The Baltimore & Ohio's class P-7 Pacifics were known as the "Presidents." Delivered by Baldwin Locomotive Works in 1927, they originally bore the names of the first 21 Presidents of the United States (the two Adamses sharing one locomotive). They had 80-inch drivers, 27x28-inch cylinders, and 230 p.s.i. of boiler pressure. Their grate area totaled 90 square feet, and they produced 49,882 pounds of tractive effort. In the late 1930s No. 5304, President Monroe, was streamlined for service on the B&O's Royal Blue between Washington and New York. The bullet-nosed streamlining by famed designer Otto Kuhler became the model for a popular American Flyer toy electric train.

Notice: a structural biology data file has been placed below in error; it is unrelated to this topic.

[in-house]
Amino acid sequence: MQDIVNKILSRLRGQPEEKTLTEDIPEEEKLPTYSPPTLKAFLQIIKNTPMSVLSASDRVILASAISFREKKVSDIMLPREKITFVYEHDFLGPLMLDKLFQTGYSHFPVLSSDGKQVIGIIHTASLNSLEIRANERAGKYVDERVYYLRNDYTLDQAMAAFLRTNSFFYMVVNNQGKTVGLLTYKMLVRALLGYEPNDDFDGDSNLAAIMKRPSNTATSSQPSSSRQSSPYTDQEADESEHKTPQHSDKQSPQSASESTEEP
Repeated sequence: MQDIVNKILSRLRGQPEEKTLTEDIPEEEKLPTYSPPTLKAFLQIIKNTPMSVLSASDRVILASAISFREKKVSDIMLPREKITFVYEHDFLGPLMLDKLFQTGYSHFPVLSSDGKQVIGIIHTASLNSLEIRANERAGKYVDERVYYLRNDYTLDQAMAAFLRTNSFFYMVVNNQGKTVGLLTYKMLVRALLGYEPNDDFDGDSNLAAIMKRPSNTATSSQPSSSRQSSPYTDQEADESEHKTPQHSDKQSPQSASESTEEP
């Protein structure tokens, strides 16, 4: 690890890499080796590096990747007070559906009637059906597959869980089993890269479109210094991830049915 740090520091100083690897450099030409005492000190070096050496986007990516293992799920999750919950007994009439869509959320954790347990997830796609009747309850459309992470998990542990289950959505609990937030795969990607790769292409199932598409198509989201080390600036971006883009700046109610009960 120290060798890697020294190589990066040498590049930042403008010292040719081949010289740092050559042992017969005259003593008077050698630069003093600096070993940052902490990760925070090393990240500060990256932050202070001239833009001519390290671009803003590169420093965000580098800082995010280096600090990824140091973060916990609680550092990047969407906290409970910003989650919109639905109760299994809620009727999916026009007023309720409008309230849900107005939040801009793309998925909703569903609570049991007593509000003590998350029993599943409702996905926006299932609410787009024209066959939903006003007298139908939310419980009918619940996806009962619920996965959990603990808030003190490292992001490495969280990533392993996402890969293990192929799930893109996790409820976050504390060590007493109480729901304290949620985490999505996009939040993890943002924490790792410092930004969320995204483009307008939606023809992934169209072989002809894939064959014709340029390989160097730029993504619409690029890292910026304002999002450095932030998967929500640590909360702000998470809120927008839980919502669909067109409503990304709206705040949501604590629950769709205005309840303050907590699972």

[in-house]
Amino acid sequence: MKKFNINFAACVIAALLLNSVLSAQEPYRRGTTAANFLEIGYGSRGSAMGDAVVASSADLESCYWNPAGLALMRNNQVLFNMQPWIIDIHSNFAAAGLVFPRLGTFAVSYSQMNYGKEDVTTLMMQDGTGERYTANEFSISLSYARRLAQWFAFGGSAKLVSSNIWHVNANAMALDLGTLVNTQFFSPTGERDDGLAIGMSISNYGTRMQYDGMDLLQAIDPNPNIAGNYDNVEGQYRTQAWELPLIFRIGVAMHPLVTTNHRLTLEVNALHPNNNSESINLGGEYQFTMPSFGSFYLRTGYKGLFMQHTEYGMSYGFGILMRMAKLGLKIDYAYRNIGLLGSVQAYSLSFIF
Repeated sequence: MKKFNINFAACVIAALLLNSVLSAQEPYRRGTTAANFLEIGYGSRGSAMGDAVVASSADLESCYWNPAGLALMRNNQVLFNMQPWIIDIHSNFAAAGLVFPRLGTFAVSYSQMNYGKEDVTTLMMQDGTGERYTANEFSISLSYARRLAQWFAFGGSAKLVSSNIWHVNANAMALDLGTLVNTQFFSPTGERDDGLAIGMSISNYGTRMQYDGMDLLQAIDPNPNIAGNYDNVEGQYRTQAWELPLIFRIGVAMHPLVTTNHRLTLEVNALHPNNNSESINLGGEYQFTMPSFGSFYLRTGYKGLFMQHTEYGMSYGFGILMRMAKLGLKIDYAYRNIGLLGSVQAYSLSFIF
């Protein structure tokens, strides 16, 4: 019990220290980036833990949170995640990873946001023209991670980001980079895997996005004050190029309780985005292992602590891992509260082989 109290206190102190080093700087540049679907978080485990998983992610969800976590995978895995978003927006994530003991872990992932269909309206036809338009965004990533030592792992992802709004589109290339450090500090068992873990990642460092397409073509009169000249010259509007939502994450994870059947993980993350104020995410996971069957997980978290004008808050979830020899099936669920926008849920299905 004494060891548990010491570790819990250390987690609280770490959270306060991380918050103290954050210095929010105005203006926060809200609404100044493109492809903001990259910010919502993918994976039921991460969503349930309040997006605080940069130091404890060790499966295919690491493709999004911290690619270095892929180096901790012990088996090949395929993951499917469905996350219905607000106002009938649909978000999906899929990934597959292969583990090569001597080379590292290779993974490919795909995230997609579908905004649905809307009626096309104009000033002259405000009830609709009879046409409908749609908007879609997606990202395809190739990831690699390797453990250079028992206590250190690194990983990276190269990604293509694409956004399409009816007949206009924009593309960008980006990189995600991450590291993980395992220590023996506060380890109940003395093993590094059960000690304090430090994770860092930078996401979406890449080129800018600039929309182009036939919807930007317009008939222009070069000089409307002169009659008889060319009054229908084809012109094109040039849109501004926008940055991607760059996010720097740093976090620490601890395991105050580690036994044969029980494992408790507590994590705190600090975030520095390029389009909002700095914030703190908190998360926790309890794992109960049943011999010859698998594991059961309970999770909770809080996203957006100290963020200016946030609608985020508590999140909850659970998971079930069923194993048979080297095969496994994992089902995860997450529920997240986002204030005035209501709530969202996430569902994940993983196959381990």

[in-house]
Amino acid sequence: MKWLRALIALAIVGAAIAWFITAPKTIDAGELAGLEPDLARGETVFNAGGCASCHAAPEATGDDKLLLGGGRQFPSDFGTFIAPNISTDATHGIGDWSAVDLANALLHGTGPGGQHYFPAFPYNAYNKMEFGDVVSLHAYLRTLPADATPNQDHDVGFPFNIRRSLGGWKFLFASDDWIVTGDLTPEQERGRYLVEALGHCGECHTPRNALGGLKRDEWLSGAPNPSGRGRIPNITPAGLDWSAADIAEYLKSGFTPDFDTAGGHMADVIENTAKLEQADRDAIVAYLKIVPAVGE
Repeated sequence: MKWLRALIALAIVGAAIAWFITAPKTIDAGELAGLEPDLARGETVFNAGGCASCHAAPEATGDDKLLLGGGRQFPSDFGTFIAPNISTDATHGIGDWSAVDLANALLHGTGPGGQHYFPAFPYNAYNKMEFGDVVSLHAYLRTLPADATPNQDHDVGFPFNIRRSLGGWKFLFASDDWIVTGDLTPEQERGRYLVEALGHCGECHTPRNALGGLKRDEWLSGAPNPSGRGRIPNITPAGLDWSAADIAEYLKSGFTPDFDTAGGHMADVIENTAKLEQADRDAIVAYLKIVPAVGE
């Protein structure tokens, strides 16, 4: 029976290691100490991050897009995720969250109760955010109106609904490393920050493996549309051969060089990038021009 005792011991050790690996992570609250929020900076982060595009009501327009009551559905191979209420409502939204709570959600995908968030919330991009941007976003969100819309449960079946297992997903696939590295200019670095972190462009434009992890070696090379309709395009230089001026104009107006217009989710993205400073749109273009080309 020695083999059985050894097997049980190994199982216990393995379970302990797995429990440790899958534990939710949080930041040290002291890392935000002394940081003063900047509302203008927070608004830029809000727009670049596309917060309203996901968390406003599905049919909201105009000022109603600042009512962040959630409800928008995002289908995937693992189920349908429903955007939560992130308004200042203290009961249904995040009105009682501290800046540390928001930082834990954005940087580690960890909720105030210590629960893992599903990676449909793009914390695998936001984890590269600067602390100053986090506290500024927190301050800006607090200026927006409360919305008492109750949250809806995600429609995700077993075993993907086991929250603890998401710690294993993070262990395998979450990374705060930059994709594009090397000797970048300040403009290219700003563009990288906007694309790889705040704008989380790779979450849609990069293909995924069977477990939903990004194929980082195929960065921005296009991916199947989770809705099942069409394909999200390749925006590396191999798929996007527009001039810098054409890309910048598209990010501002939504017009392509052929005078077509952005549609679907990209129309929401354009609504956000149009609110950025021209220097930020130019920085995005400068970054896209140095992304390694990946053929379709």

In 1946 the B&O streamlined Nos. 5301-5304 for service on the Cincinnatian between Washington and Cincinnati; the train was shifted to a Detroit-Cincinnati run in 1950. The Cincinnatian streamlining, by B&O employee Olive Dennis, could be considered more tasteful than the more pronounced "bullet" style of the Royal Blue. As rebuilt, No. 5304 was reclassified P-7d; other modifications included an enlargement of the evaporative heating surface to 3845 square feet, with 950 square feet of superheating surface. The locomotive weight was 316,000 pounds. No. 5304 was displayed at the Chicago Railroad Fair in 1948. A. J. Rock captured this locomotive, the former President Monroe and Royal Blue, on the Cincinnatian somewhere in the Detroit area in the early 1950s; his son Tom Rock of Rock on Trains provided the transparency for our collection. The streamlining was later removed and No. 5304's designation reverted to P-7; she was renumbered to 111 in 1957 but was soon dropped from the roster.